Eamer (2014). E-learning for Endangered Languages: What is the State of the Art?

Eamer, A. (2014). E-learning for Endangered Languages: What is the State of the Art? In Research Challenges in CALL (pp. 137–142). Antwerp: University of Antwerp.

[Language loss and revitalization …]

“Colonialism and globalization have created a linguistic hegemony in which indigenous languages are the casualties of assimilation and empire building. Increasingly language loss is becoming part of public consciousness (Morrison, 2013) and well-coordinated efforts to revitalize a language have taken place in various parts of the world (i.e. Wales, Ireland, France, Peru, New Zealand).” (p 137)

[7000 languages threatened …]

“It is widely speculated that half of the world’s 7000 languages are no longer being transmitted to the children of that linguistic community, and are therefore likely to become extinct by the end of this century.” (p 138)

[Dominant languages dominating …]

“Termed ‘killer’ languages by some sociolinguists, colonial and state languages such as English, Spanish, French, Mandarin and Hindi have threatened or replaced indigenous languages on all continents. Sadly indigenous peoples have often participated in the devaluation of their own linguistic identities which served as a further for catalyst for language shift. This tacit endorsement of the superiority of the dominant language by the members of a minority language community is referred to by Bourdieu (1991) as the process of symbolic domination.” (p 138)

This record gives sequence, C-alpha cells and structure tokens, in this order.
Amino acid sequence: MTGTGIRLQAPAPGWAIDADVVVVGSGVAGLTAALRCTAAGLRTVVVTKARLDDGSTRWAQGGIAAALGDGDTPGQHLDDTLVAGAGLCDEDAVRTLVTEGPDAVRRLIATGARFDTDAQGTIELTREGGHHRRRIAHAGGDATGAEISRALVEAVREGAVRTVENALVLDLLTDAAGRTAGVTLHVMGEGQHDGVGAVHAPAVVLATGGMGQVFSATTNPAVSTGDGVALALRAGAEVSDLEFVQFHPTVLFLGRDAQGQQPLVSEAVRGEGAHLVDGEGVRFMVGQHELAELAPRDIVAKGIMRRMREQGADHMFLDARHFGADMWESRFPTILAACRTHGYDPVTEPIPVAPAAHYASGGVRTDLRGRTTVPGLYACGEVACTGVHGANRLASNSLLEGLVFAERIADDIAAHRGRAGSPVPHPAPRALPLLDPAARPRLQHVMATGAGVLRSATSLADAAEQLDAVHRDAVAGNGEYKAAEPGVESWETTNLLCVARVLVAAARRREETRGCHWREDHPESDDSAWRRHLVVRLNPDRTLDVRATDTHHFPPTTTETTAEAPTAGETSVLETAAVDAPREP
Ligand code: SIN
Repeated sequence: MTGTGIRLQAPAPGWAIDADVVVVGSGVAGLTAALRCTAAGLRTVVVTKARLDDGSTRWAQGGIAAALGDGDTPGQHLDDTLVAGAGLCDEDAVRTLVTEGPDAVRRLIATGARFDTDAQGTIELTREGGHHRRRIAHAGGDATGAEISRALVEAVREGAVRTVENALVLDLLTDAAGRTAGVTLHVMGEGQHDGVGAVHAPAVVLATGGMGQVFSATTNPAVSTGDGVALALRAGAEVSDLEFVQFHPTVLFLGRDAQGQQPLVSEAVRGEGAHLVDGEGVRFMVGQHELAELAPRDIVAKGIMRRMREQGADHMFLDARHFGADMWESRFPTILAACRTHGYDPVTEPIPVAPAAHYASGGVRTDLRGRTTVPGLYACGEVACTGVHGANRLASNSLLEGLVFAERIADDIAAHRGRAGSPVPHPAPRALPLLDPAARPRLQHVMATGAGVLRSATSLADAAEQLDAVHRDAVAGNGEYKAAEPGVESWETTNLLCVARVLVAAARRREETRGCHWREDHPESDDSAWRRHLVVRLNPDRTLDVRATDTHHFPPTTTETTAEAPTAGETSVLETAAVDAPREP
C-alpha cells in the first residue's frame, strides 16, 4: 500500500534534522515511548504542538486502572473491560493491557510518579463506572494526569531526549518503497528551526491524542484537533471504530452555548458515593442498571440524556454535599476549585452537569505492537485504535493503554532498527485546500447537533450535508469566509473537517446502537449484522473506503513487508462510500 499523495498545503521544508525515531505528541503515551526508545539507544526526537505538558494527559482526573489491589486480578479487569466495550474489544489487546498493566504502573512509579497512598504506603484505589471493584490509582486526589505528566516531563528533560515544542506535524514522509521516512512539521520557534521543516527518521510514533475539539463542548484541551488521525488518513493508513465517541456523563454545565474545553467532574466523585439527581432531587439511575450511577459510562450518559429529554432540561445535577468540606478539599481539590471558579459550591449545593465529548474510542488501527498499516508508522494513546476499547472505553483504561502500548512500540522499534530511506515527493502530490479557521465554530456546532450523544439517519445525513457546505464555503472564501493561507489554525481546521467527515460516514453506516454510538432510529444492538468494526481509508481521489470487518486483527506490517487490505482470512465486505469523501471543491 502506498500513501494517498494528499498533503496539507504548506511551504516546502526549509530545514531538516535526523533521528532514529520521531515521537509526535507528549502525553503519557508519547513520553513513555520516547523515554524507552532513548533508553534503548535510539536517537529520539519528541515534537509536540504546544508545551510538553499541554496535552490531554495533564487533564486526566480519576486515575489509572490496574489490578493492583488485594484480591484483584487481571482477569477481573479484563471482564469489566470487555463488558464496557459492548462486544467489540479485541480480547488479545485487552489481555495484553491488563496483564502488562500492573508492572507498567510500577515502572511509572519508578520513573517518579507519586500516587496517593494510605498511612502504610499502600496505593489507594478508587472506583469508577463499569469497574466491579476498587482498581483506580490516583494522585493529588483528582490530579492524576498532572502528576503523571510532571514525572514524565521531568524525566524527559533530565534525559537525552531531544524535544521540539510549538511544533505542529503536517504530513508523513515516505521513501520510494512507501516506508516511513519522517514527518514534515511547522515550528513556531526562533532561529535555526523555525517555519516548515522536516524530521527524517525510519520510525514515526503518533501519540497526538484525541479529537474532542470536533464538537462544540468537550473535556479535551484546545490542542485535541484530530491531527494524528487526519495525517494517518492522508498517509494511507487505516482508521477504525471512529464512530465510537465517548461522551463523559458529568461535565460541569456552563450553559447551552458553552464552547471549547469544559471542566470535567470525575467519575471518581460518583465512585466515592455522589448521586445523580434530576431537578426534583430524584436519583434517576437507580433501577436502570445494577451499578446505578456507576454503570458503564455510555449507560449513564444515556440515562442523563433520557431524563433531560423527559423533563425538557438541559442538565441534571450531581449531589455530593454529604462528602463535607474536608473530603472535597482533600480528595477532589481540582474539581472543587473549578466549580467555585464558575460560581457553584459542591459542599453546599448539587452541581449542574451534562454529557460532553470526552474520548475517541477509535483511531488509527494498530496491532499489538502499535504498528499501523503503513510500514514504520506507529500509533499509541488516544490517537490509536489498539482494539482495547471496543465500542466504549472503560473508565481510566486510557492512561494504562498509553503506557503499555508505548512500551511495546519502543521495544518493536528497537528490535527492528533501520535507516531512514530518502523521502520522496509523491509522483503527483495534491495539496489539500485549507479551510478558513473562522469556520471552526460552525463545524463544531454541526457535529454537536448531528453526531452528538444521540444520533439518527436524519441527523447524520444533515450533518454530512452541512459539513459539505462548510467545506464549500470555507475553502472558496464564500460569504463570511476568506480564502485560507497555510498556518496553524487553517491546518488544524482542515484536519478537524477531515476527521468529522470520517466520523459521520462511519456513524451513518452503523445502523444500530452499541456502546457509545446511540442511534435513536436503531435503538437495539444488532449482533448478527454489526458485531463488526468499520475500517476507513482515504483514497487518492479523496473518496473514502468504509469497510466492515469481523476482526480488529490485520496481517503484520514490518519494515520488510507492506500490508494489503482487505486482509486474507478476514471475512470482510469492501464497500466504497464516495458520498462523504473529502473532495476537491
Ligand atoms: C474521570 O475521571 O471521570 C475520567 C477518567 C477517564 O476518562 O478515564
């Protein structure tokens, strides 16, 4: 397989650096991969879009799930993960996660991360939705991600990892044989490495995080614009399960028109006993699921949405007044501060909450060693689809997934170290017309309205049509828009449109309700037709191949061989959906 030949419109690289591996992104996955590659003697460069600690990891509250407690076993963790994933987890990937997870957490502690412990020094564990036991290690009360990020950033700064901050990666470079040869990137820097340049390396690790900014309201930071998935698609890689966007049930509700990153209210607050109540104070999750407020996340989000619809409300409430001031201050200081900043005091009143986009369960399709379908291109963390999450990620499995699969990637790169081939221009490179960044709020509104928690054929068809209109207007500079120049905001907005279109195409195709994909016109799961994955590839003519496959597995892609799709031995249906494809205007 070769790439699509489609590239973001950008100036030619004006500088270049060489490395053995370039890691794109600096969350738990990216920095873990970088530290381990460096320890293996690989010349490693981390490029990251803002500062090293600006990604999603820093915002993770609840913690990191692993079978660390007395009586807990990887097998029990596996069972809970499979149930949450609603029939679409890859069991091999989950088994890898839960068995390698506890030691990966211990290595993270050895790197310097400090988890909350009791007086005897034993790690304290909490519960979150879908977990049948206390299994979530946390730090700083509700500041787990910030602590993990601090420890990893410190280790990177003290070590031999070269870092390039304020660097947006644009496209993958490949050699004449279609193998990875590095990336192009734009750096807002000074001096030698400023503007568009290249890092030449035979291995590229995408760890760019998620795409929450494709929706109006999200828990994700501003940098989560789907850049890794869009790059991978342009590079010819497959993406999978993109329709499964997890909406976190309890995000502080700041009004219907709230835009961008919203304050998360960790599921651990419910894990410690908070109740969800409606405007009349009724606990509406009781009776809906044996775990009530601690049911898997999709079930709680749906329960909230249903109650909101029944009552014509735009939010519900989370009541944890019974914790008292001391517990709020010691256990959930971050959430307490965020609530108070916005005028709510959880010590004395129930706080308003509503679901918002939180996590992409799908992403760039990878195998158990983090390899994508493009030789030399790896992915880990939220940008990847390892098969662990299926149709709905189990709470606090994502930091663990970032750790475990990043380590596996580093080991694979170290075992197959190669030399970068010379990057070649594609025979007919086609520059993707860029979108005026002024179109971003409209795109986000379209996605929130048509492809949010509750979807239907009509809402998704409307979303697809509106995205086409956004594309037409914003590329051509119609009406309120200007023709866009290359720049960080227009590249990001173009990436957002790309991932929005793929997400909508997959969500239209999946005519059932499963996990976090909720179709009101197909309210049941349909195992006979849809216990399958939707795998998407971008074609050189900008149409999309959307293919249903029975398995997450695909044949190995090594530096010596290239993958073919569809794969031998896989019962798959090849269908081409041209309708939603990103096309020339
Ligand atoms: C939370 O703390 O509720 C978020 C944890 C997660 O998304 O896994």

[Visible online presence of Indigenous languages affirms their contemporaneity …]

“Increasingly the world’s indigenous people are recognizing the value of using digital environments in the battle against the extinction of their languages and cultures (Hermes & King 2013). Likewise as indigenous languages become increasingly visible on the internet, perceptions of them as antiquated or as anachronistic in the Information Age are challenged.” (p 139)

[Rush to technology is resisted by some elders, traditions. Colonial institutions see tech as a public relations tool …]

“… some indigenous communities have resisted the rush to embrace technology. Transmitting traditional ways of knowing and cultural knowledge has always been the dominion of the elders in most aboriginal communities. Thus it flies in the face of thousands of years of history to create a means of language transmission that circumnavigates the authority of — and respect for — the elders of the community. … Regional and federal governments, in an attempt to provide redress for the horrors of ‘Indian Residential Schools’, are readily funding language revitalization projects. Oil companies, which have devastated aboriginal land, are eager to fund revitalization initiatives for the purpose of enhancing their public profile.” (p 139)

[Scholars are sceptical; identify inter-genrational transmission as key to language vitality …]

“It is worth noting that within academia, there has been some cynicism with respect to the excitement attached to technology’s widely touted ability to rescue dying languages. Databases, websites, and language learning apps all do a great job of keeping endangered languages visible and at the top of scholarly research agendas.

“They do not, however, necessarily translate into fluent speakers, and it is only via fluent speakers that dying languages can be inter-generationally transmitted in order to once again become the mother tongues of a new generation.” (p 140)

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